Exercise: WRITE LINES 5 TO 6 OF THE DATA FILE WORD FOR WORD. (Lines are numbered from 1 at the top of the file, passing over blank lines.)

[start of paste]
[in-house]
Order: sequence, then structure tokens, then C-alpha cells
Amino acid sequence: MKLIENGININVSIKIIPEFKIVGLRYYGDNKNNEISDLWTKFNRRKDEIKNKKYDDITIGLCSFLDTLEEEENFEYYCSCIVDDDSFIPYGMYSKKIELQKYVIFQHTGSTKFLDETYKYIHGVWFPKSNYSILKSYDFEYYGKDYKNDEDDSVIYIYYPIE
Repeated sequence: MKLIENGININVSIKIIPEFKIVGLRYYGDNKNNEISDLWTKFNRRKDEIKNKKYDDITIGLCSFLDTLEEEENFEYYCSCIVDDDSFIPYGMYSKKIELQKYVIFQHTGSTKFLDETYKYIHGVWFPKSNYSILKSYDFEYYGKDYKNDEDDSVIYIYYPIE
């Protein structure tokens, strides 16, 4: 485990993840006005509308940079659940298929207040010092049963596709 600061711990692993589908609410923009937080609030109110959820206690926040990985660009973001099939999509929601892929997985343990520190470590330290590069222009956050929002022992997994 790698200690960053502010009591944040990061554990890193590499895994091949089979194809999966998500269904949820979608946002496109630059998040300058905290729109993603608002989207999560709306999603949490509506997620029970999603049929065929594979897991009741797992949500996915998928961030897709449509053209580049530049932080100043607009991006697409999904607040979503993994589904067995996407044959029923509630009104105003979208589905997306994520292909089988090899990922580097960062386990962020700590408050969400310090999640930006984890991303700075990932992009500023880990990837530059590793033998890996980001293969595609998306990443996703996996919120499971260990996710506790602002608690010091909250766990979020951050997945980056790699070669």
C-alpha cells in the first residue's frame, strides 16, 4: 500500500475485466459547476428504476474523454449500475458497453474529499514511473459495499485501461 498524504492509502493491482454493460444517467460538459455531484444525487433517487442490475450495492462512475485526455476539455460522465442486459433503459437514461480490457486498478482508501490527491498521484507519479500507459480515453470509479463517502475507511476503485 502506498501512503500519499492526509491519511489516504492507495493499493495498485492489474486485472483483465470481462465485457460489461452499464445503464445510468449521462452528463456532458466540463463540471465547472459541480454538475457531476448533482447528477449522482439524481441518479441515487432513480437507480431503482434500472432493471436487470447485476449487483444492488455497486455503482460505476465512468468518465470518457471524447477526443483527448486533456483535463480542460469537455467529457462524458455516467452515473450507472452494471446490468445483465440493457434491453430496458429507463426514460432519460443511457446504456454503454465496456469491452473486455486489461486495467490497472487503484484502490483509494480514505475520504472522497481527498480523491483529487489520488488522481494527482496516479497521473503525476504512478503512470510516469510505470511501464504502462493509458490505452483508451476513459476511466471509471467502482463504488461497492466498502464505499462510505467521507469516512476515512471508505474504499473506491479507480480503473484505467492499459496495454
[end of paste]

């Protein structure tokens, strides 16, 4: 485990993840006005509308940079659940298929207040010092049963596709 600061711990692993589908609410923009937080609030109110959820206690926040990985660009973001099939999509929601892929997985343990520190470590330290590069222009956050929002022992997994 790698200690960053502010009591944040990061554990890193590499895994091949089979194809999966998500269904949820979608946002496109630059998040300058905290729109993603608002989207999560709306999603949490509506997620029970999603049929065929594979897991009741797992949500996915998928961030897709449509053209580049530049932080100043607009991006697409999904607040979503993994589904067995996407044959029923509630009104105003979208589905997306994520292909089988090899990922580097960062386990962020700590408050969400310090999640930006984890991303700075990932992009500023880990990837530059590793033998890996980001293969595609998306990443996703996996919120499971260990996710506790602002608690010091909250766990979020951050997945980056790699070669």
C-alpha cells in the first residue's frame, strides 16, 4: 500500500475485466459547476428504476474523454449500475458497453474529499514511473459495499485501461 498524504492509502493491482454493460444517467460538459455531484444525487433517487442490475450495492462512475485526455476539455460522465442486459433503459437514461480490457486498478482508501490527491498521484507519479500507459480515453470509479463517502475507511476503485 502506498501512503500519499492526509491519511489516504492507495493499493495498485492489474486485472483483465470481462465485457460489461452499464445503464445510468449521462452528463456532458466540463463540471465547472459541480454538475457531476448533482447528477449522482439524481441518479441515487432513480437507480431503482434500472432493471436487470447485476449487483444492488455497486455503482460505476465512468468518465470518457471524447477526443483527448486533456483535463480542460469537455467529457462524458455516467452515473450507472452494471446490468445483465440493457434491453430496458429507463426514460432519460443511457446504456454503454465496456469491452473486455486489461486495467490497472487503484484502490483509494480514505475520504472522497481527498480523491483529487489520488488522481494527482496516479497521473503525476504512478503512470510516469510505470511501464504502462493509458490505452483508451476513459476511466471509471467502482463504488461497492466498502464505499462510505467521507469516512476515512471508505474504499473506491479507480480503473484505467492499459496495454